In 1992, Unger received a Guggenheim Fellowship and mounted the solo exhibition Dark Icons at Klarfeld Perry Gallery in NYC. These two achievements punctuated an abundantly productive period during which illness was a frequent visitor, a fact made evident by the show’s themes. As Joan Marter noted: “With their durable armatures, the Icons allude to sculptor herself: her strength and determination to survive; her will that overcomes all misgivings or doubts.”

Critics often spoke of Unger’s work in this period as having two distinct voices: public works that “are volumetric, brightly colored architectural structures, rendered in a kind of geometric formalism” and private works that “are solemn, heavy abstractions rich with intimations of mortality and loss” (George Melrod, Public Art Review, 1993). Motherhood, too, became a theme, reflected most poignantly in Pieta / Monument to War.

Unger’s works have been reviewed in the New York Times, Sculpture magazine, Art in America, and The Village Voice, among many other publications. Critics and writers have tended to emphasize the preoccupation with illness and death made manifest in her work, though posthumously and retrospectively it’s clear that other, often opposing, themes also run throughout. In her assessment of Dark Icons, Marter wrote that Unger’s work was “heroic…daunting…a spiritual quest attempting to demystify the body through rituals associated with death.” However, as Douglas Dreishpoon notes:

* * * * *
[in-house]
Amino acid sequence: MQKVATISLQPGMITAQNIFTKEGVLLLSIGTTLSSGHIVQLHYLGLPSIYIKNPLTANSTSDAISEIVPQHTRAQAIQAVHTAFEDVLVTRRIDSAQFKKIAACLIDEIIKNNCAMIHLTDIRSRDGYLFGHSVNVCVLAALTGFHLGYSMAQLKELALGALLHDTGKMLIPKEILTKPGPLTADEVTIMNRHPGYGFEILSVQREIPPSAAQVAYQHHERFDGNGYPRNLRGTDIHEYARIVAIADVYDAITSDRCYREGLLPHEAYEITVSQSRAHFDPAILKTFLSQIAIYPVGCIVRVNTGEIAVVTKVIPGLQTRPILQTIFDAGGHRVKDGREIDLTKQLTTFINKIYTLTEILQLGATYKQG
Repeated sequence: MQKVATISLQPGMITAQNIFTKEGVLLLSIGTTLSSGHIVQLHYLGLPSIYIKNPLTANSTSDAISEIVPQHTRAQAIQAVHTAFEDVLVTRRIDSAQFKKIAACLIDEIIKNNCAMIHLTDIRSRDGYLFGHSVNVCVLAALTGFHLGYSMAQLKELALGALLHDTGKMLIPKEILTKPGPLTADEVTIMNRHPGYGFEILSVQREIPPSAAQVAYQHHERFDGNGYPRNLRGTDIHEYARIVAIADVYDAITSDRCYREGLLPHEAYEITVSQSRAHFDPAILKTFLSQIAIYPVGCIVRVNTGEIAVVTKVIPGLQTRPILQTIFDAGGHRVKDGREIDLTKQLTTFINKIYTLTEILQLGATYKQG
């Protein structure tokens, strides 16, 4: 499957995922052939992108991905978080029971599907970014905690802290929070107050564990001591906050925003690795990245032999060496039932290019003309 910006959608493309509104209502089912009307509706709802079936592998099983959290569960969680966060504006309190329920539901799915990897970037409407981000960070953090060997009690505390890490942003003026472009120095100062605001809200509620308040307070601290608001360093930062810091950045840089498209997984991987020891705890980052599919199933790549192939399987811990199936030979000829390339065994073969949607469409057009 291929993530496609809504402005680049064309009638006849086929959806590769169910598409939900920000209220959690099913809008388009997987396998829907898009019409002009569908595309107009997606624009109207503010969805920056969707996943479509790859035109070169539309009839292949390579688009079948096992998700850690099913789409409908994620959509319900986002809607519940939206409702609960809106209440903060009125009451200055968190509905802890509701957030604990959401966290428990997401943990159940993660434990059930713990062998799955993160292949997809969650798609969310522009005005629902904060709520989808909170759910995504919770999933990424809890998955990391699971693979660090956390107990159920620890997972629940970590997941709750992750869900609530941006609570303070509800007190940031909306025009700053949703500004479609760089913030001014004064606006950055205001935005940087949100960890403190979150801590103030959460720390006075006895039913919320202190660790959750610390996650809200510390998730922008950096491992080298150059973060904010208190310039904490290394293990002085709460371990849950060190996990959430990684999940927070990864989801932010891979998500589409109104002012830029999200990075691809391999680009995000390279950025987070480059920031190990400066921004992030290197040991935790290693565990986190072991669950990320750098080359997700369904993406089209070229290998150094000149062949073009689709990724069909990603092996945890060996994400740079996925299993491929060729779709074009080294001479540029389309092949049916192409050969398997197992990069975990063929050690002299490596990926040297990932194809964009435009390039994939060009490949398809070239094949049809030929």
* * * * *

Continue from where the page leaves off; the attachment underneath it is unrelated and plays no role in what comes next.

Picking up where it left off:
“Never one to deny the coexistence of forces that affirm as well as threaten life, Unger’s sculptures embody both conditions. Her work can be seen as a projection of her own trying circumstances. But it also aspires to another dimension beyond the personal, to a more universal plane where the object mirrors something of ourselves.”

Or, as Michael Kimmelman wrote in the New York Times, “Mary Ann Unger's Ode to Tatlin, at Queens College, adds to an otherwise drab and incoherent stretch of campus a monument at once airy and grand.” Proof of life, in other words, in the midst of dead space. “Here neither life nor death are ‘touched-up’ for viewing,” writes Carla Harriman, about Mary Ann’s piece Pieta / Monument to War, though she could also be speaking about Unger’s life and work more broadly. “Nothing distracts from the primary site and sights of our physical experience of each other,” Harriman adds. “The physical, spiritual, and psychological disease, sufferings and desires of the body are trapped, exploded, and transformed in Mary Ann Unger’s work.”